The upcoming series finale of The Walking Dead is an ending. It's also a new beginning. Titled "Rest in Peace," the episode is named after the final volume of creator Robert Kirkman's comic book that ran from 2003 to 2019. Unlike issue #193 — which unexpectedly ended the Walking Dead comic without warning — fans have had since September 2020 to brace themselves for The Walking Dead's finale episode. But after the show's penultimate episode ended with a major cliffhanger on Sunday, the question is: what will the final 90 minutes of The Walking Dead look like?
"The finale is about completing The Walking Dead story, not setting up spin-offs," executive producer Scott Gimple, chief content officer of AMC's Walking Dead Universe, said during the show's last San Diego Comic-Con. "There's room for those spin-offs, but full-on, The Walking Dead finale concludes the story of this 11 years. We didn't want the spin-offs to get in the way of that satisfaction. They live together, I think, very nicely."
Though Sunday's penultimate episode left off with every credited cast member in mortal danger, a slate of announced Walking Dead spin-offs spoiled the fates of main characters going into the series finale: some have been declared "safe" in the show where (almost) no one is safe. Still, there will be deaths and tearful goodbyes when the survivors make their last stand against Commonwealth Governor Pamela Milton (Laila Robins) and her soldier army as a massive walker horde overruns the city.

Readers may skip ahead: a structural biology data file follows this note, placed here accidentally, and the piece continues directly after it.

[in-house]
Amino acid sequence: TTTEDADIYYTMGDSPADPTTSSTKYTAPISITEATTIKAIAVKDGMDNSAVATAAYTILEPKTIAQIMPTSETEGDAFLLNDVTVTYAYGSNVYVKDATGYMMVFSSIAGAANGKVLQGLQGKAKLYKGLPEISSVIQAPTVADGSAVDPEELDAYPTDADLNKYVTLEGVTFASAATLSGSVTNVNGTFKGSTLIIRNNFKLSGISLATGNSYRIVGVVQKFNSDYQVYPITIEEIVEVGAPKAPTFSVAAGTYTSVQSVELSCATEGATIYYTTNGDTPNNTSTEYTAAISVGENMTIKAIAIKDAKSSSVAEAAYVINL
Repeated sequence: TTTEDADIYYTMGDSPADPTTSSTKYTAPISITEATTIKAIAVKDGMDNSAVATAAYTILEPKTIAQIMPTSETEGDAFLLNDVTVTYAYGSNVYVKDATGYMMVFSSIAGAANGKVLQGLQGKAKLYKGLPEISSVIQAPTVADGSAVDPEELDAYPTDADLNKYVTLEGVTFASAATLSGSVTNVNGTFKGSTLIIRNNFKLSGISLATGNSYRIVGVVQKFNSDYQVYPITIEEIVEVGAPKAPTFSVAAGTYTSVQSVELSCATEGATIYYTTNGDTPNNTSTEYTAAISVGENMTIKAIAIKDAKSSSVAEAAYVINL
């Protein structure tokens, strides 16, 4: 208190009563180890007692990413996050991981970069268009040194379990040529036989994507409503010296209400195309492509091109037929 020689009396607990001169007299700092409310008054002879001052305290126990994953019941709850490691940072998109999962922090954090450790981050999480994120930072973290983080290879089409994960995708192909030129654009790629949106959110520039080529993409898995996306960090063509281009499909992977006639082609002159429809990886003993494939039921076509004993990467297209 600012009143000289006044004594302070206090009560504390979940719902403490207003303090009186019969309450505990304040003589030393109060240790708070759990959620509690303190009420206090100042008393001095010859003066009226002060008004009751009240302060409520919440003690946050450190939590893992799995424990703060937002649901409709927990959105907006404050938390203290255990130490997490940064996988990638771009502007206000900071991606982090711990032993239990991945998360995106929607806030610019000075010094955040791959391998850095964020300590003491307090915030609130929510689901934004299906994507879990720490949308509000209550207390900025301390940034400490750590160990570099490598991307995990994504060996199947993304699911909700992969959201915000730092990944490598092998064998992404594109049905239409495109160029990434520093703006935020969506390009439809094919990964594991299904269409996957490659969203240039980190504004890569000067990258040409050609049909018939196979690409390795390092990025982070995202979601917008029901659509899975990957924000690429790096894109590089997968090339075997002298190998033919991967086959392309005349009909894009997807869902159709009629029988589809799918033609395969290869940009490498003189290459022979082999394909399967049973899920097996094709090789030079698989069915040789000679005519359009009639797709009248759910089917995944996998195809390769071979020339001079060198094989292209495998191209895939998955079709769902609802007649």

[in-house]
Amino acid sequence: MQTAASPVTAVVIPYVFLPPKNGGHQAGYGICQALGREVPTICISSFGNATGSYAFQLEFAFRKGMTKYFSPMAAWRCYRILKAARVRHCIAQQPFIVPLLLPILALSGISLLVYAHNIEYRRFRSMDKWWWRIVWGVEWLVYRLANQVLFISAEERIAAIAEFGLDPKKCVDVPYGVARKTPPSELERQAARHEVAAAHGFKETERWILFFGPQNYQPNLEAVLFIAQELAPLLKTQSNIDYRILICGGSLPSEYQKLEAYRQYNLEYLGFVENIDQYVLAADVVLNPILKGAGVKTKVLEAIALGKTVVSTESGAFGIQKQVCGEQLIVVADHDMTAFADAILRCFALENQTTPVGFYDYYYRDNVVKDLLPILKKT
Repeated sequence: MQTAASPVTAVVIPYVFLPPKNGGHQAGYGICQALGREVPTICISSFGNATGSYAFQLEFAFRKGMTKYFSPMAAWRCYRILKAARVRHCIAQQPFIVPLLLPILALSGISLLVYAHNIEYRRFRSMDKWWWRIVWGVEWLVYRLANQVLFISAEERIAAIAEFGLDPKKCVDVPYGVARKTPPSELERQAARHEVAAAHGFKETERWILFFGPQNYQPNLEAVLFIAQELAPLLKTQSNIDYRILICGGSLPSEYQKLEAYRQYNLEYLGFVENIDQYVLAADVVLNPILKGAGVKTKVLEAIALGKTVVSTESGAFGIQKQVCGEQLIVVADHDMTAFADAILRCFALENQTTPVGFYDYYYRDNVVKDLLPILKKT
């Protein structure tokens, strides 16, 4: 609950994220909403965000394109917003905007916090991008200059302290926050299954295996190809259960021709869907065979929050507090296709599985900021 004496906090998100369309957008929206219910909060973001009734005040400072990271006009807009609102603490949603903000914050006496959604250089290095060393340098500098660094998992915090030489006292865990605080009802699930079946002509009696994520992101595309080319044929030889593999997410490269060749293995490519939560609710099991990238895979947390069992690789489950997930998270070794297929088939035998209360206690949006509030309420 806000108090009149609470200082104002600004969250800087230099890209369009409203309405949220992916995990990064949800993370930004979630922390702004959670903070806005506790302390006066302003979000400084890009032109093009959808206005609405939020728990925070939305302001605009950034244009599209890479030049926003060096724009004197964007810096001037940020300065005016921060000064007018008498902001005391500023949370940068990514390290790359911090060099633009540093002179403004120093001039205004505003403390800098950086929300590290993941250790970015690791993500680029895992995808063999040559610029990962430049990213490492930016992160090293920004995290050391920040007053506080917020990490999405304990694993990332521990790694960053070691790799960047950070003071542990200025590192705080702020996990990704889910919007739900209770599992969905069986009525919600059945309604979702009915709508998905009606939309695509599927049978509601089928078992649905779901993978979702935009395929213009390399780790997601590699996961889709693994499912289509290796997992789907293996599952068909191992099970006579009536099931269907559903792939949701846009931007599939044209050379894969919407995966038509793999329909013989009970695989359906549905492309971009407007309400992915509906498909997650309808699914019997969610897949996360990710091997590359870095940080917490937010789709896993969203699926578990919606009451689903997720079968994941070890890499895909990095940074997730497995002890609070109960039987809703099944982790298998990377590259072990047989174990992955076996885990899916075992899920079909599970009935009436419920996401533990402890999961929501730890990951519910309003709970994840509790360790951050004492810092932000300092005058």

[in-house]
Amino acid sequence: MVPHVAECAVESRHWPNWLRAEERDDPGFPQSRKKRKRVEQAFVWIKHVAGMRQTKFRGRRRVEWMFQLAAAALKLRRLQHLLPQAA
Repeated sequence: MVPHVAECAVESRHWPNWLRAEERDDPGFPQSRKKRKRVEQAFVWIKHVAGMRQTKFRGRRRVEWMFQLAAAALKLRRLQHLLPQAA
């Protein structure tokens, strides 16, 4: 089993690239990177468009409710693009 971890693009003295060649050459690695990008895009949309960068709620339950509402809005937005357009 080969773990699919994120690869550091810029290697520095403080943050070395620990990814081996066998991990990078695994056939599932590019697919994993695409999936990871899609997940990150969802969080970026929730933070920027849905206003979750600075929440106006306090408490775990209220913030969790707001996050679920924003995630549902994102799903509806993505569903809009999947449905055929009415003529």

"I think the goal is that, even if there were no spinoffs, it would feel like there is a closure to the show itself," said showrunner Angela Kang, who wrote the finale directed by series veteran Greg Nicotero. "The show itself needs its own ending. But doors are left open, as they so often are in life, and as they were even in the ending of the comic. There's always a story that's continuing once the story that you tell on screen has ended, so that's the spirit."
Nicotero, who has been with the show since its first season in 2010, hopes to stick the landing.
"Everybody on set, the cast and crew, were saying we can't screw this up because all eyes generally end up on the last episode," Nicotero said. "You talk about Seinfeld, M*A*S*H, all these great shows we love, and most of the time the historical relevance of the show is judged on the last episode. So we really struggled, agonized, and buckled down to make sure it serves the fans of the show."
Because the show's story is no longer about Carl (Chandler Riggs) and Rick Grimes (Andrew Lincoln), the comic book ending is impossible to adapt. As the show has done countless times in its 11-season run, The Walking Dead's series finale will retain the spirit of the comic book ending but will be "like a remix" of the source material.
"Some things simply have to remix, which I think is awesome, because I loved the end of the comic, but we get to see another version of it, because we have to," Gimple told EW. "It still takes Robert Kirkman's really cool story and tells his story, but in a very different way and with a different ending. It's like the same, but different."
Gimple also confirmed the show will wrap up the stories of its sizable ensemble, whether or not they're due to return in the Walking Dead sequel spin-offs: "I think the cast of main characters on the show might even be a little bigger than how the comic ended. All of those characters have endings."